It was the start of a second era in her career, not hitting the towering heights of record sales she had previously, but maintaining her popularity with a million-selling album and more No.1 singles to add to her enormous consecutive tally (25 in a row at the moment, 38 in total). In a slight deviation from her usual habit of releasing dance remix and acoustic remix albums, she released “My Story ~ Classical”, a collection of 11 “My Story” orchestral covers. I have this album but need to give it another spin I think.

07 Catcher in the light – A semi-intro piece now, less than 3 minutes but more fully-formed than her usual intros. An electric guitar strums the opening beats, feeling like the revving of an engine before a green light (unusually poetic of me, isn’t it?). After the initial crash of instruments, the verses are quite subdued. A pleasant listen anyway, and a nice smooth opener for the album.

08 About you – Straight into the rockier pop music Ayumi had been experimenting with in recent albums, this hits a nice mix of melodic pop without getting too rackety. I love that rapid-fire chorus though, I can’t imagine being able to sing that fast. Perhaps it doesn’t quite hit the heights required of a single (this wasn’t one), but that chorus is worth the effort.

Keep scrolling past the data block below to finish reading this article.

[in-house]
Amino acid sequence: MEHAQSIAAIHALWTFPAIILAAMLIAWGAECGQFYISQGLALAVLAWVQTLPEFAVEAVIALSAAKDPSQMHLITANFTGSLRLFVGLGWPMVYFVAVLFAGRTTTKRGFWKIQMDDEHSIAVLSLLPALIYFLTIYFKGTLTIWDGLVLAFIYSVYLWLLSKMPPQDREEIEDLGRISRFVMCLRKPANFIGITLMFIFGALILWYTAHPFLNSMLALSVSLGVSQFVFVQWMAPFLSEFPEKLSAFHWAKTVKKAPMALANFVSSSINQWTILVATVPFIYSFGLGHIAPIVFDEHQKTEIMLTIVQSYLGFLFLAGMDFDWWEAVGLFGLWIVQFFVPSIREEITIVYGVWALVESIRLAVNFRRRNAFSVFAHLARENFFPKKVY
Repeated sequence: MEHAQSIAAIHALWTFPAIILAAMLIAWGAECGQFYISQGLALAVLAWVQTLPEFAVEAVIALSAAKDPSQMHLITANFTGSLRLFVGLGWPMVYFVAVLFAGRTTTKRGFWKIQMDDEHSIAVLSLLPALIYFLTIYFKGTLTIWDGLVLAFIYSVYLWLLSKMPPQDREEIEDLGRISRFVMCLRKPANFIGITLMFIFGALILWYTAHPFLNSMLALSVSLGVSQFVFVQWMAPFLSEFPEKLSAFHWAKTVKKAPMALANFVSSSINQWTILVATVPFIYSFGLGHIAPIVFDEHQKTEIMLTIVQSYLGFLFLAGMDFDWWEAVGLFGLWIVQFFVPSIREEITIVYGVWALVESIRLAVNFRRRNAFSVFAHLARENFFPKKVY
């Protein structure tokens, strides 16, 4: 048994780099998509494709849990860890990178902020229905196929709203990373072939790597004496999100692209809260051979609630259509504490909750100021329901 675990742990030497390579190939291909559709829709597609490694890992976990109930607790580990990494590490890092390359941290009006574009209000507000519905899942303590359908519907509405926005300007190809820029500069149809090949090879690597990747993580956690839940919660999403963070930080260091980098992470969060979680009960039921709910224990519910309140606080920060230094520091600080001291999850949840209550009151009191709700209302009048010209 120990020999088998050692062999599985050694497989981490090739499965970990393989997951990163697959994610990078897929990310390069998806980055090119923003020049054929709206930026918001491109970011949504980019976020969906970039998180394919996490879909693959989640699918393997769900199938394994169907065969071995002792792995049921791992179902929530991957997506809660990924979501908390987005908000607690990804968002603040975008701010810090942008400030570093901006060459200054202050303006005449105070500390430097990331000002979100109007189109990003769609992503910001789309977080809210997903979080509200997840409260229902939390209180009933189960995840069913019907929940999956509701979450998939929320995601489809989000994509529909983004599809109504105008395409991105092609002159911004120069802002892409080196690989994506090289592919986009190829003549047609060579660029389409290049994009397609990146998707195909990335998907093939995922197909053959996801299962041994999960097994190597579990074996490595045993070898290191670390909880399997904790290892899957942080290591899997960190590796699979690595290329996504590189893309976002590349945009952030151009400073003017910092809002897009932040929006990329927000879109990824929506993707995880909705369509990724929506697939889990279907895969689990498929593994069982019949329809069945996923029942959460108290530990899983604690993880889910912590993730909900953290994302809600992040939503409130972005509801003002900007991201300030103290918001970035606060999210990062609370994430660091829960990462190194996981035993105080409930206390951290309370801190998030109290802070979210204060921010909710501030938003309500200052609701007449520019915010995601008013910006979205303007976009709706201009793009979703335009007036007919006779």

08 Game – While not formally a single, it was the B-side for “Inspire” and got a video, so where do you draw the line? Either way this weight much more heavily into the rockier sound, with distorted vocal effects over most of the verses. The chorus has a great melody and desperation about it, makes me a little sad that I haven’t got a clue what it’s all about. The song does boil down to that chorus and the brief and insubstantial verses, but it’s got a good sound to it. I’ve never been a massive fan of her rockier tracks, but this is a good one at least. That outro chorus is pretty good too.